Lots of construction work has been going on around Fore Street and London Wall for years but it is now reaching its conclusion. One great benefit at street level has been the opening up of more public space. Part of this is the Salters’ Hall Garden which nestles alongside the Roman wall …

The Salters’ Hall Garden, 4 Fore Street EC2Y 5DE.

The ruins of the old St Alphage Priory are also now more accessible …

The new Barbican Highwalk weaves its way overhead.

Another view from London Wall.

The arch entrance to the churchyard of St John Zachary is very impressive …

25 Gresham Street EC2V 7HN.

It incorporates the leopard’s head hallmark of the Goldsmiths’ Company Assay Office and the Company livery hall is nearby across the road. Garden features include a fountain …

And an intriguing Portland stone statue …

Wilfred Dudeney’s monument Three Printers (1954) has been here since 2009. Commissioned by the Westminster Press Group, it represents the newspaper process with a newsboy (sales), printer and editor (or proprietor), and used to stand by their offices in New Street Square. When the square was redeveloped the Goldsmiths’ Company, as the freeholders of the square, relocated the sculpture here (they had to rescue it from a demolition yard). Look closely, the printer is grasping a ‘stick’ for holding metal type, and Dudeney’s name is in ‘mirror writing’ just as it would have been when typeset the old-fashioned way.

When I visited the little garden at St Mary Somerset it was the day of the London Marathon and spectators had gathered alongside Upper Thames Street …

The garden is in two parts and separated by the church tower …

Part of the St Mary Somerset garden.

Something else I only discovered recently was that St Dunstan-in-the-West had a burial ground separate from the church – it’s located at Breams Buildings EC4A 1DZ …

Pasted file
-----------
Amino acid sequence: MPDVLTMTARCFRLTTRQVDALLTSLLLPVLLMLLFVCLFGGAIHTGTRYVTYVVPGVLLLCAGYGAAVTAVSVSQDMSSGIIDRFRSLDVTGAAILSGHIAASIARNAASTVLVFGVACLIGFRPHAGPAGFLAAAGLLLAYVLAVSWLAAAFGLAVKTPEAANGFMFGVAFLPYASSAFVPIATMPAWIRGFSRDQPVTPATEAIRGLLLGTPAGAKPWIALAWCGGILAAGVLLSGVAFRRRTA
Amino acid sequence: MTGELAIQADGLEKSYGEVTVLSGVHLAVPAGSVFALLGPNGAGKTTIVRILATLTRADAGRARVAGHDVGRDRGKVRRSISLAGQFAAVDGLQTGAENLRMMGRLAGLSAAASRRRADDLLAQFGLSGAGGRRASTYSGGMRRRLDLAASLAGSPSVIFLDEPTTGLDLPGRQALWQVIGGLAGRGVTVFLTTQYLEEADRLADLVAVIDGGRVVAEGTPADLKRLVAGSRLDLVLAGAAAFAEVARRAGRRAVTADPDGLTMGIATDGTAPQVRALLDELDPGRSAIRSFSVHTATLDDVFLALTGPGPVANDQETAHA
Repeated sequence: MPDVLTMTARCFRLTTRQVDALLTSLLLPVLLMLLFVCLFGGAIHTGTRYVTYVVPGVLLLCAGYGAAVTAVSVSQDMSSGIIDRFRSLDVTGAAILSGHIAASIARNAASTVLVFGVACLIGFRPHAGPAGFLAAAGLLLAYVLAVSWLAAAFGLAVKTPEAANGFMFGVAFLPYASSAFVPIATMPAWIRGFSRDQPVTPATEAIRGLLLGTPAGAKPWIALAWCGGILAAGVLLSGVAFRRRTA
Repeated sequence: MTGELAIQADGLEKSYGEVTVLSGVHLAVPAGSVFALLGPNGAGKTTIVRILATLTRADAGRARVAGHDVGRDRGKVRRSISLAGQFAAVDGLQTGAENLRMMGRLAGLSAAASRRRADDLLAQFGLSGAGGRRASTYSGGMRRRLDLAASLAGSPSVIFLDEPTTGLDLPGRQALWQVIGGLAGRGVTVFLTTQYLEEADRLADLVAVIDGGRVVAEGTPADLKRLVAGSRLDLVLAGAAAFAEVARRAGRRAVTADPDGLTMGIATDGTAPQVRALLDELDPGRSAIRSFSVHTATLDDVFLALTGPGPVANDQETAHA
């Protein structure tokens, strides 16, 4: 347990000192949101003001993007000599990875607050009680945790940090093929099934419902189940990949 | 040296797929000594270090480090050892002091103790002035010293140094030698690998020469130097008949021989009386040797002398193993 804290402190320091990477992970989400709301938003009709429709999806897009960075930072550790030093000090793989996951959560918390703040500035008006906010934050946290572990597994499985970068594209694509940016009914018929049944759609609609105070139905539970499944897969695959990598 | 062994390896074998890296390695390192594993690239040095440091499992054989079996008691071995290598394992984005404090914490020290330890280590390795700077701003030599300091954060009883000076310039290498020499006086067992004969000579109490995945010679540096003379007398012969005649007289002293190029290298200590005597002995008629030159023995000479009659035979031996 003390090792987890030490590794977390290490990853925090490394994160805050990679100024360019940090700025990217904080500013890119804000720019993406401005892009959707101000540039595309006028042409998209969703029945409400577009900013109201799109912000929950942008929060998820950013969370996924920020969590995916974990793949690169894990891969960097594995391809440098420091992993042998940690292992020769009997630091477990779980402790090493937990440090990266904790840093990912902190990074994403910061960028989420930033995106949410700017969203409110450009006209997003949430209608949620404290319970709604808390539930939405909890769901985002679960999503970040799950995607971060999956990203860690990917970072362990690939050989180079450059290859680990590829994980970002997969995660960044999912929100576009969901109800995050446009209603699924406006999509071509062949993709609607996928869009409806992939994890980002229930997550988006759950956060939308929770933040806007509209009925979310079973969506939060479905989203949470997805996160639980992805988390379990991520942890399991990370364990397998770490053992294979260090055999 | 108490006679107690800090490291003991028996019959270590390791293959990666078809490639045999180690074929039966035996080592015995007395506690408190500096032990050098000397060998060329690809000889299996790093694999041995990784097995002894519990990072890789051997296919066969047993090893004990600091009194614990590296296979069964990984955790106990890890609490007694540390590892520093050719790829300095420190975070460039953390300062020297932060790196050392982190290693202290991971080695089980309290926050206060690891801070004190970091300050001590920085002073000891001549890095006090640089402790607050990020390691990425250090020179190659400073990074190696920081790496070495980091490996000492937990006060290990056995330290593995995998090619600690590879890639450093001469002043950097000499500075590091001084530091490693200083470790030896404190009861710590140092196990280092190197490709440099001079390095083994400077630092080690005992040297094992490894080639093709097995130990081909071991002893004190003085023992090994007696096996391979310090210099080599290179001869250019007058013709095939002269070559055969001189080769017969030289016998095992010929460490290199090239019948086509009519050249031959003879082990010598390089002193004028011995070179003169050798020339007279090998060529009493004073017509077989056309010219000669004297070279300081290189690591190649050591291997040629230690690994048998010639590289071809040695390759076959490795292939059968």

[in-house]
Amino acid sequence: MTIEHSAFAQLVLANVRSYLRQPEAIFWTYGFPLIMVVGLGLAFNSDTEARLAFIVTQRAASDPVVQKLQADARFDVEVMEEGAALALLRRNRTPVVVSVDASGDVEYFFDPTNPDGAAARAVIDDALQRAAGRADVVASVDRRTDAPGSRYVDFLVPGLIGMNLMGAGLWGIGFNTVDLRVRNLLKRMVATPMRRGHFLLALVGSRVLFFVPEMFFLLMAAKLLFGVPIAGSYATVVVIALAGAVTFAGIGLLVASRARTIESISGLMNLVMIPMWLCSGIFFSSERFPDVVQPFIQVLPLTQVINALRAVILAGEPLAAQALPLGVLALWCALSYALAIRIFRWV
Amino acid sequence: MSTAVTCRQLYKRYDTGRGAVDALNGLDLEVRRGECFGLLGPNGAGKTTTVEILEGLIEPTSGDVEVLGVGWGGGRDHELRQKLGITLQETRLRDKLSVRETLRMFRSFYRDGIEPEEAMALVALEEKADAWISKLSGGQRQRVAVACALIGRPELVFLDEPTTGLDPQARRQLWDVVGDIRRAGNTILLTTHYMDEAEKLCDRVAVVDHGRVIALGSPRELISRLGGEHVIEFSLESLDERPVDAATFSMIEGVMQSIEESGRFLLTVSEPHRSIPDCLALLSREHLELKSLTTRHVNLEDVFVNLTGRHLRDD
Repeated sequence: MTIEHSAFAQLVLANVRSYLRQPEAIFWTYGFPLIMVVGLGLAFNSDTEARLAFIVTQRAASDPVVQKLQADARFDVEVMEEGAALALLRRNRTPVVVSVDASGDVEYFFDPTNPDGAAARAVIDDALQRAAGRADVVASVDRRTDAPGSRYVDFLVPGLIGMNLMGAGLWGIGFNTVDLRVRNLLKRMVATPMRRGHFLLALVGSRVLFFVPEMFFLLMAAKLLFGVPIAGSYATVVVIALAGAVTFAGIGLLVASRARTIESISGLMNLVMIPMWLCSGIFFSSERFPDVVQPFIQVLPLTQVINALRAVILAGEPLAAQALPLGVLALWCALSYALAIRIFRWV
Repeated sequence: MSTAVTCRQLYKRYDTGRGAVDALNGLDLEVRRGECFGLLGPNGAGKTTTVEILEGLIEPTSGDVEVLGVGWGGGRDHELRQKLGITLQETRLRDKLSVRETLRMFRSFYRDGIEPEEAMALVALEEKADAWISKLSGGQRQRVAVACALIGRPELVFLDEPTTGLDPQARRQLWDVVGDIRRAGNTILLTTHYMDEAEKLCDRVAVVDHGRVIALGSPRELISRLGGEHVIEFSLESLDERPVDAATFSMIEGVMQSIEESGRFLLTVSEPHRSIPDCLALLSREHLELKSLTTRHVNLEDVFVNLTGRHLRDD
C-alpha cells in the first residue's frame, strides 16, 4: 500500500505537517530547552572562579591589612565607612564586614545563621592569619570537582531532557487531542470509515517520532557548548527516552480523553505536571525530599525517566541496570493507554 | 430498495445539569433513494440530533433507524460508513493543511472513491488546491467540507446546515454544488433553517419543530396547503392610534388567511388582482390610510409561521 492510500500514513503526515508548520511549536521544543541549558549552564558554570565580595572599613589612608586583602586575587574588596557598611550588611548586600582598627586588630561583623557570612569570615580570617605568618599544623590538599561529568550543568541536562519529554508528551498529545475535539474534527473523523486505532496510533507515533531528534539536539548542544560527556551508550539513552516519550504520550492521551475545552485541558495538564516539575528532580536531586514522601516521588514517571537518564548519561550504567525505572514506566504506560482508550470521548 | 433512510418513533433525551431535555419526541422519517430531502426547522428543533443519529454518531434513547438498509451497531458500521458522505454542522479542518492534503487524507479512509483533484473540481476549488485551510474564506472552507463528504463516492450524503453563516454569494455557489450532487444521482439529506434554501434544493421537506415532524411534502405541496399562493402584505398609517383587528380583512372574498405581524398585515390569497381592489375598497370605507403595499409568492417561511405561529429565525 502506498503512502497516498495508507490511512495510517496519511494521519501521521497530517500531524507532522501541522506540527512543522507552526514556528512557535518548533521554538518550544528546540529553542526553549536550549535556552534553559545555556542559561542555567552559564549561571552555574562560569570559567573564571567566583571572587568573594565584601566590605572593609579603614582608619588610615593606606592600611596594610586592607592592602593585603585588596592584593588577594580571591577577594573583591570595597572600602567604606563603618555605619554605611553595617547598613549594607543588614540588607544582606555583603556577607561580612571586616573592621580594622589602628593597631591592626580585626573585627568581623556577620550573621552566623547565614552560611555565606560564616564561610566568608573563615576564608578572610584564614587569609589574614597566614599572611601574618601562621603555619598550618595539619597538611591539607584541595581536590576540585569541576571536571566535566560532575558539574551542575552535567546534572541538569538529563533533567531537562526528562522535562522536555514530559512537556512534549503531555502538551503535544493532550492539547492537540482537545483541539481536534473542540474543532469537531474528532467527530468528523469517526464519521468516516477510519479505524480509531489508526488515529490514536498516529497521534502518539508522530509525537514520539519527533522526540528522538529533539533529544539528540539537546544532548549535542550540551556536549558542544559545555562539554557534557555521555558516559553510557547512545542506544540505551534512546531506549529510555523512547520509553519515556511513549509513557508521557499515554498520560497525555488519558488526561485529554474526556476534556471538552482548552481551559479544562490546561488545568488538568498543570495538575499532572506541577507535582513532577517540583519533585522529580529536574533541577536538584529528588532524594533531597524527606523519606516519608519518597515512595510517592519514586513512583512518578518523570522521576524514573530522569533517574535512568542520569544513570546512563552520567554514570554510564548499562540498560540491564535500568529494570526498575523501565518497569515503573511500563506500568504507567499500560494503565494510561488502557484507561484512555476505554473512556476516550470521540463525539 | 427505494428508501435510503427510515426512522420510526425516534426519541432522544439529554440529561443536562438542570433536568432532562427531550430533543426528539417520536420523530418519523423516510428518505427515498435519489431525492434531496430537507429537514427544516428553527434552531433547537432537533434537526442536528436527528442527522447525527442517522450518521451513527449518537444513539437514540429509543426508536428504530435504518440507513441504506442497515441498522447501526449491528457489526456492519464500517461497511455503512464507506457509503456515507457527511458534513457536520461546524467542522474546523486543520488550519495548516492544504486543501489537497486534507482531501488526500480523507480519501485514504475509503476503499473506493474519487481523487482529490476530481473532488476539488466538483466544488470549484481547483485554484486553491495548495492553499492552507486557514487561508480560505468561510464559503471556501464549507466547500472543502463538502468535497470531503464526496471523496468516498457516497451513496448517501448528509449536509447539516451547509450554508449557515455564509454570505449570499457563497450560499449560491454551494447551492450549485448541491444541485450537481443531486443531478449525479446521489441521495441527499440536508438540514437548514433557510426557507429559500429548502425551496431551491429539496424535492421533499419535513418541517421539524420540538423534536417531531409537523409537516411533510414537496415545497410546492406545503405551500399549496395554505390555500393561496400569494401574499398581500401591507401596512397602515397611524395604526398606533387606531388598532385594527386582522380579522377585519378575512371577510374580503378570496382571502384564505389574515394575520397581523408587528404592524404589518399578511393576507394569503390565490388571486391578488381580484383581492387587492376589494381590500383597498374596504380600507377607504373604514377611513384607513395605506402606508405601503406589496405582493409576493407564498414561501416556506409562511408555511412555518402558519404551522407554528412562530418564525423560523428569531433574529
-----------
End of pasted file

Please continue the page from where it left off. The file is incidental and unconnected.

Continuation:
The garden is a fragment of the former burial ground with the church located further south facing onto Fleet Street. Bream’s Buildings was an 18th century close off Chancery Lane that was extended to Fetter Lane in 1882.

A few tombstones remain.

This pretty little expanse of green is in the middle of the West Smithfield Rotunda (EC1A 9BD) …

The site was laid out as public gardens by the Corporation of London and opened to the public in 1872. A drinking fountain with a bronze figure representing ‘Peace’ was erected in 1873 …

‘Peace’, with Lady Justice atop the Old bailey in the background.

I don’t think this garden has a formal name but it is sheltered from the traffic and has nice views of St Paul’s and St Augustine with St Faiths …

Junction of New Change and Cannon Street.

And finally the Moor Lane pop up garden, the first in a series of pop-up gardens commissioned by the City of London. It improves the environment in more ways than one – adding a splash of green to the City’s streets, whilst also helping to improve the quality of it’s air.